During these trying times (I don’t like to sugarcoat these things) I realised I needed to up the ante. I needed to apply new methods and practices to get things done. That’s when I rediscovered time blocking. And yes, that’s not a typo. I rediscovered time blocking.
What is time blocking?
To put it simply, time blocking is an effective time management tool to help you move forward in your business. It helps you achieve your long-term goals. Rather than working off a daily to do list, time blocking involves you assigning time to specific tasks when you are most productive. For example, my work day begins at 10am and finishes at 4pm. Applying time blocking methods allows me to reach peak productivity and (mostly) avoid distractions. Disclosure: I am human and sometimes I get distracted.
As an entrepreneur, a mum, and a wife, working from home can be distracting. Having physical reminders of my time blocking methods in place helps keep me focused greatly. I have two full days a week, Tuesday and Wednesday, of child-free time. For six hours, twice a week, I need to complete or continue on with client projects, I need to eat lunch, and I need to work on my business. I also work Thursday and Friday mornings, however these days are dedicated to personal development and moving me forward in my business.
Beneath my keyboard, I have an Ideal Work Week schedule, which incorporates our full family schedule. My work time is highlighted and the remainder is white. Each hour of the day is accounted for. While some people see it as restrictive, I see it as proactive, flexible, and freeing. It allows me to focus on what really needs to be done to move my business forward, to help me achieve my long-term goals.
How to apply time blocking to your business
Before we get down to it, first you need to jot down all the things you do in your day for your business, and in your daily life. Include things like groceries and errands, family activities, your ‘me’ time, content creation, product development, client meetings, travel (if you have set travel times). You need to account for everything.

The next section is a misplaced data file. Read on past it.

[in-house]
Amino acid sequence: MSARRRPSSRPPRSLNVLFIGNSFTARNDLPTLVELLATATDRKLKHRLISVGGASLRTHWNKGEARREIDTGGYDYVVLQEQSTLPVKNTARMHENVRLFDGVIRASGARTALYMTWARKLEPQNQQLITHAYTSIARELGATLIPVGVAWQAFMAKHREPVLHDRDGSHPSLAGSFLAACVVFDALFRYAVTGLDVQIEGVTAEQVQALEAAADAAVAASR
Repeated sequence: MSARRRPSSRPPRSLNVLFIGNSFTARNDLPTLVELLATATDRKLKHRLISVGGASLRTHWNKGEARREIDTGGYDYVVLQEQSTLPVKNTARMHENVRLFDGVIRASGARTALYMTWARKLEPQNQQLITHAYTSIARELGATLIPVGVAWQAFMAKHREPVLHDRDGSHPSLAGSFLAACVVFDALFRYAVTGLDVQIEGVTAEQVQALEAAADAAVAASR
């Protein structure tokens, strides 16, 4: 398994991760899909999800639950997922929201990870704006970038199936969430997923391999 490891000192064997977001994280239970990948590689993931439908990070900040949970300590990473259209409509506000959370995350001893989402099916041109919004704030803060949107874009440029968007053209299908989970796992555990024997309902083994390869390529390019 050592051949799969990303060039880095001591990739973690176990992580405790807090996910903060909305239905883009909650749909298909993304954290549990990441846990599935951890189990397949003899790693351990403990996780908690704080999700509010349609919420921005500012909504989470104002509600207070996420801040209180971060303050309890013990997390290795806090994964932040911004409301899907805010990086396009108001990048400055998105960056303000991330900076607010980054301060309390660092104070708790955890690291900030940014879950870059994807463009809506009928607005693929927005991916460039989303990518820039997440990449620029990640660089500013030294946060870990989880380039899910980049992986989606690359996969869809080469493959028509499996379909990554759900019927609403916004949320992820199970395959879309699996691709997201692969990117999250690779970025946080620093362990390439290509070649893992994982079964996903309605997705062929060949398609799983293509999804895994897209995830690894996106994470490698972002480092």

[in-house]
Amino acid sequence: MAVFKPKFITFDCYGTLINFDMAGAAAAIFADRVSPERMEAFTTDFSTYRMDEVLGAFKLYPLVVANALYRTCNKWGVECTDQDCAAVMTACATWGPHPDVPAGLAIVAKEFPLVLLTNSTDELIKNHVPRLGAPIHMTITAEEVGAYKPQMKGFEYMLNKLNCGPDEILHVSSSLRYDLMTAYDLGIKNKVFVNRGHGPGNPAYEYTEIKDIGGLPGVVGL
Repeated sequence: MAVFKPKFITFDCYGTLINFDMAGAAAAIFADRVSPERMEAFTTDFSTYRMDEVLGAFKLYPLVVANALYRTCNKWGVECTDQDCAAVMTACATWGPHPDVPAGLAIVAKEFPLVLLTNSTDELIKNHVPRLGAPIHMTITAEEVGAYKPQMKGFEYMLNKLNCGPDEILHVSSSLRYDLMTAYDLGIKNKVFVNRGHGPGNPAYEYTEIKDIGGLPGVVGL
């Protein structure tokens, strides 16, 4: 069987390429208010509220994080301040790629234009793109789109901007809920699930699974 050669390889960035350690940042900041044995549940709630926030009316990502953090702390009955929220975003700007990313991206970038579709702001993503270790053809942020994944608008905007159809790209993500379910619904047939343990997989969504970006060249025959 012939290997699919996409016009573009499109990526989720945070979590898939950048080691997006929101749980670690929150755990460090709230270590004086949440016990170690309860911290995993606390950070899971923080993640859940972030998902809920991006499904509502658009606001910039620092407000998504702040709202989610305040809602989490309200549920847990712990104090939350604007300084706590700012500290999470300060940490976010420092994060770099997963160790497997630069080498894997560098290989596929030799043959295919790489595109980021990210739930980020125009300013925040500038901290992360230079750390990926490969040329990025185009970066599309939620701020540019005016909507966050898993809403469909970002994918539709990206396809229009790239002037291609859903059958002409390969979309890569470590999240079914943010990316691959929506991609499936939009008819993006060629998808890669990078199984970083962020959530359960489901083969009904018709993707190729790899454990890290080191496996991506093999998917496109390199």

Take a look at your list. Can you see anything that might be holding you back, or perhaps takes up more time than it should? What about looking at the other side of the coin, the tasks that really move you and your business forward, the tasks that need to be done. Once you’ve got your list sorted, it’s time to start working on allocating the tasks to your daily schedule. And don’t worry, you don’t have to go and create yourself a spreadsheet, I’ve done that for you!
Allocating tasks for productivity
To get the most out of time blocking, it’s a great idea to identify when you are most and least productive throughout the day. Myself, I am productive throughout most of the day as long as I have a clear outline of what is expected of me. The exception is around lunch time or early afternoon. My shoulders are slumping, my neck is stiff, and I’m usually starting to get hungry. That’s when it’s time for food and Netflix. I generally take between 30 minutes to one hour, depending on how I’m feeling and how much work is currently on my desk. The beauty of time blocking is that you can schedule in time for self care. Lunch breaks are a vital self care activity. Whatever you do, don’t skip them!